My own spiritual crisis reared its head in the form of a nothingness that keeps you up at night, a profound loneliness, a resounding emptiness in the work I was doing and people I was meeting and life I was living. A gaping void I tried to patch over with yoga and soundbaths and CBD, with crystals and plants and tarot and solo trips, meditation and long wooded walks and therapy and journaling and music. Taken together, all of these things began to slowly but surely thaw out my soul, reconnect me with my being, stir something within me that left no room in my life for what was no longer authentic. But initially, my greatest frustration was that there was no silver bullet to finding purpose and meaning. No retreat I could take or fancy course I could buy or book I could read to transform my life overnight, as much as the spiritual-industrial complex might like to insist.

Because if nothingness can be commodified, mindfulness can too, allowing yoga and meditation to be packaged and distilled (and whitewashed), sold as the route to enlightenment, contentment, an escape hatch from this current mode of reality. As an inner peace than manifests itself as a smug sense of outward satisfaction. A kind of, as Scott Barry Kaufman writes for Scientific American, spiritual narcissism.

“Self-enhancement through spiritual practices can fool us into thinking we are evolving and growing, when in fact all we are growing is our ego. Some psychologists have pointed out that the self-enhancement that occurs through spiritual practices can lead to the “I'm enlightened and you're not” syndrome and spiritual bypass, by which people seek to use their spiritual beliefs, practices and experiences to avoid genuine contact with their psychological “unfinished business.”

In a sense then, this brand of mindfulness can become its own form of self-numbing, where the vice is a palatable form of spirituality rather than alcohol or drugs or sex or reality TV, a veneer of enlightenment that phones in an attempt at engaging with the hard questions without ever having to actually walk through the spiritual fire (or shadow work, if you will.)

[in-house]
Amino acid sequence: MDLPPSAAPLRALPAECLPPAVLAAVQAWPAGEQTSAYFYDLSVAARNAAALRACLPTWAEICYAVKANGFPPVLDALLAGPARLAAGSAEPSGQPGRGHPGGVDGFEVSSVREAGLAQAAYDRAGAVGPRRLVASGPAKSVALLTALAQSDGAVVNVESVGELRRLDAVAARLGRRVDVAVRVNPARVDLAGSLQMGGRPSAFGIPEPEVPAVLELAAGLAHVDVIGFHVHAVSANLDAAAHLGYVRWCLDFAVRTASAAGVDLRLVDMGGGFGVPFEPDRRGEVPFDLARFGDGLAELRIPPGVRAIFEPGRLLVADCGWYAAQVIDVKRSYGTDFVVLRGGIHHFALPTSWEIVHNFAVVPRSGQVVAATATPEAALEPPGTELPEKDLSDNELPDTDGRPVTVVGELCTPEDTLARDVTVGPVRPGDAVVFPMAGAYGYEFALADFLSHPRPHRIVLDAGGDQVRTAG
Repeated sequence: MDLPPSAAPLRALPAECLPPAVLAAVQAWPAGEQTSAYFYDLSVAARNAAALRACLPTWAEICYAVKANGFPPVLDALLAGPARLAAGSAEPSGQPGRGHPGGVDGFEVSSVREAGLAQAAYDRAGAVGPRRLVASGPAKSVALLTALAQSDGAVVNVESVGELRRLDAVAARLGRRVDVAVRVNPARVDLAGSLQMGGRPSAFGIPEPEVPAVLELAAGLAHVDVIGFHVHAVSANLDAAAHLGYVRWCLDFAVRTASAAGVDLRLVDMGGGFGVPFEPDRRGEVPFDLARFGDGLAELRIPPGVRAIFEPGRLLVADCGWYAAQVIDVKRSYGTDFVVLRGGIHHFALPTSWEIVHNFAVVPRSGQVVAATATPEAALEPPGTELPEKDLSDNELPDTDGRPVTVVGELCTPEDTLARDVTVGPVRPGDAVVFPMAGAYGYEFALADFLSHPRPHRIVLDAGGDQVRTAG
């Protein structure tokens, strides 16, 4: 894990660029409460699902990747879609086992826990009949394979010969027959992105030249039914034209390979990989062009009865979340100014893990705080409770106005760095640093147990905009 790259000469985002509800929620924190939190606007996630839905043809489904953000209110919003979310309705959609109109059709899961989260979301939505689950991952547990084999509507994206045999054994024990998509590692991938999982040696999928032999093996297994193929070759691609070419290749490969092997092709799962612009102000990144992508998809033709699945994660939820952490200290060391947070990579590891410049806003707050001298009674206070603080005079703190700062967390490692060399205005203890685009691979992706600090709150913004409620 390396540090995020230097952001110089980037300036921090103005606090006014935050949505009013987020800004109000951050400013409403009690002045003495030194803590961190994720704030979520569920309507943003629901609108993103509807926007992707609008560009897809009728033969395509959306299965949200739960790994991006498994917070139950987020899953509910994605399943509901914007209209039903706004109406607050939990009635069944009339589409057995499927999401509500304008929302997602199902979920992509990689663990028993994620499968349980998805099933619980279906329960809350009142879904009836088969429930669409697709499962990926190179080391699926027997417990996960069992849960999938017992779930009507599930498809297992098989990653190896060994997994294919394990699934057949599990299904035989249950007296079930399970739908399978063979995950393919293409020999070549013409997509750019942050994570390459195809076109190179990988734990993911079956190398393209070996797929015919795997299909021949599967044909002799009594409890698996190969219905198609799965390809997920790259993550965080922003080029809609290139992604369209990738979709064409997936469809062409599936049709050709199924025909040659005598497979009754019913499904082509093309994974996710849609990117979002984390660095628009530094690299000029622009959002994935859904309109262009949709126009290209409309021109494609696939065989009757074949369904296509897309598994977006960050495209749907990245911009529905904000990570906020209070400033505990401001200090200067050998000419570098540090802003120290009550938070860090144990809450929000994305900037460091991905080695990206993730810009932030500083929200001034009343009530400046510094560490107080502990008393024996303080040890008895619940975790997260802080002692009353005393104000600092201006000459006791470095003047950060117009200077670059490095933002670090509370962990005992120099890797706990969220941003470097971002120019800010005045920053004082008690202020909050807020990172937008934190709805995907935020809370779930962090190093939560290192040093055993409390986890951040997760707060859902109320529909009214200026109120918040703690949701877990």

But, Kaufman writes, “Healthy transcendence doesn’t stem from an attempt at distracting oneself from displeasure with reality. Healthy transcendence involves confronting reality as it truly is, head on, with equanimity and loving kindness.

“Healthy transcendence “is not about leaving any parts of ourselves or anyone else behind or singularly rising above the rest of humanity. Healthy transcendence is not about being outside of the whole, or feeling superior to the whole, but being a harmonious part of the whole of human existence ... Healthy transcendence involves harnessing all that you are in the service of realizing the best version of yourself so you can help raise the bar for the whole of humanity.”

I hope I’ve been able to avoid the pitfalls of spiritual narcissism (though this may, in and of itself, be narcissistic?) While I by no means have any of this figured out, I have been fortunate enough to figure out what works for me, and I suppose becoming the best version of myself and leading by example is my form of helping raise the bar for humanity, on the most micro of scales. This newsletter has been hugely cathartic in that, allowing me to openly discuss my mental health, therapy, surgeries, dating, moving, career choices, existential crises, etc. I have been shown the rewards of vulnerability, of pushing through discomfort, of taking risks, of being humbled and having my ego quieted, and I love nothing more than advocating for other people to explore doing the same.